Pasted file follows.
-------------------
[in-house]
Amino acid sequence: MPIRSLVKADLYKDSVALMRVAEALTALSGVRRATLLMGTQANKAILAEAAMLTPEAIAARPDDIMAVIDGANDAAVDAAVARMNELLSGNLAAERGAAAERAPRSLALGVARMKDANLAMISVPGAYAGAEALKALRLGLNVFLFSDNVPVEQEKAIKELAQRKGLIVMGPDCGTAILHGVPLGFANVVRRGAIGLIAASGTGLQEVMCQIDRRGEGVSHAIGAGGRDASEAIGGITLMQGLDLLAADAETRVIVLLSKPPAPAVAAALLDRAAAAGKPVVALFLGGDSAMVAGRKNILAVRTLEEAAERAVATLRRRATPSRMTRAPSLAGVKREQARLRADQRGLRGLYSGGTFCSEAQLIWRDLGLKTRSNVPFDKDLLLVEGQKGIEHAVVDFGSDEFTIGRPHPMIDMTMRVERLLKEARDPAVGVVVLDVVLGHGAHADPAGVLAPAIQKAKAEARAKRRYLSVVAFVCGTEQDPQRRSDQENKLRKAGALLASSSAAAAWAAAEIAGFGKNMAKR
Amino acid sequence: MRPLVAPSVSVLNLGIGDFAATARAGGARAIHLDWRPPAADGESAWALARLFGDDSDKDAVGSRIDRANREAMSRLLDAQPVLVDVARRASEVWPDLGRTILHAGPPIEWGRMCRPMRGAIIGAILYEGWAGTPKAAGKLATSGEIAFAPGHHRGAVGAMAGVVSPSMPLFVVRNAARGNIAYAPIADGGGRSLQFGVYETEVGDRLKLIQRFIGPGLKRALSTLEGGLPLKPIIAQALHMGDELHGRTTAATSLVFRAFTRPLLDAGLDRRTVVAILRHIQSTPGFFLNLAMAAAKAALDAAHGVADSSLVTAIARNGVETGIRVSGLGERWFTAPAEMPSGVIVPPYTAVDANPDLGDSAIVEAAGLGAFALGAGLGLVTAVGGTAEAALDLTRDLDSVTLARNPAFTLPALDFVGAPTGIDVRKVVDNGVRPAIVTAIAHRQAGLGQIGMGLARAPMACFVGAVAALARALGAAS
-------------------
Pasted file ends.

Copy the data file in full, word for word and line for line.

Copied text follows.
[in-house]
Amino acid sequence: MPIRSLVKADLYKDSVALMRVAEALTALSGVRRATLLMGTQANKAILAEAAMLTPEAIAARPDDIMAVIDGANDAAVDAAVARMNELLSGNLAAERGAAAERAPRSLALGVARMKDANLAMISVPGAYAGAEALKALRLGLNVFLFSDNVPVEQEKAIKELAQRKGLIVMGPDCGTAILHGVPLGFANVVRRGAIGLIAASGTGLQEVMCQIDRRGEGVSHAIGAGGRDASEAIGGITLMQGLDLLAADAETRVIVLLSKPPAPAVAAALLDRAAAAGKPVVALFLGGDSAMVAGRKNILAVRTLEEAAERAVATLRRRATPSRMTRAPSLAGVKREQARLRADQRGLRGLYSGGTFCSEAQLIWRDLGLKTRSNVPFDKDLLLVEGQKGIEHAVVDFGSDEFTIGRPHPMIDMTMRVERLLKEARDPAVGVVVLDVVLGHGAHADPAGVLAPAIQKAKAEARAKRRYLSVVAFVCGTEQDPQRRSDQENKLRKAGALLASSSAAAAWAAAEIAGFGKNMAKR
Amino acid sequence: MRPLVAPSVSVLNLGIGDFAATARAGGARAIHLDWRPPAADGESAWALARLFGDDSDKDAVGSRIDRANREAMSRLLDAQPVLVDVARRASEVWPDLGRTILHAGPPIEWGRMCRPMRGAIIGAILYEGWAGTPKAAGKLATSGEIAFAPGHHRGAVGAMAGVVSPSMPLFVVRNAARGNIAYAPIADGGGRSLQFGVYETEVGDRLKLIQRFIGPGLKRALSTLEGGLPLKPIIAQALHMGDELHGRTTAATSLVFRAFTRPLLDAGLDRRTVVAILRHIQSTPGFFLNLAMAAAKAALDAAHGVADSSLVTAIARNGVETGIRVSGLGERWFTAPAEMPSGVIVPPYTAVDANPDLGDSAIVEAAGLGAFALGAGLGLVTAVGGTAEAALDLTRDLDSVTLARNPAFTLPALDFVGAPTGIDVRKVVDNGVRPAIVTAIAHRQAGLGQIGMGLARAPMACFVGAVAALARALGAAS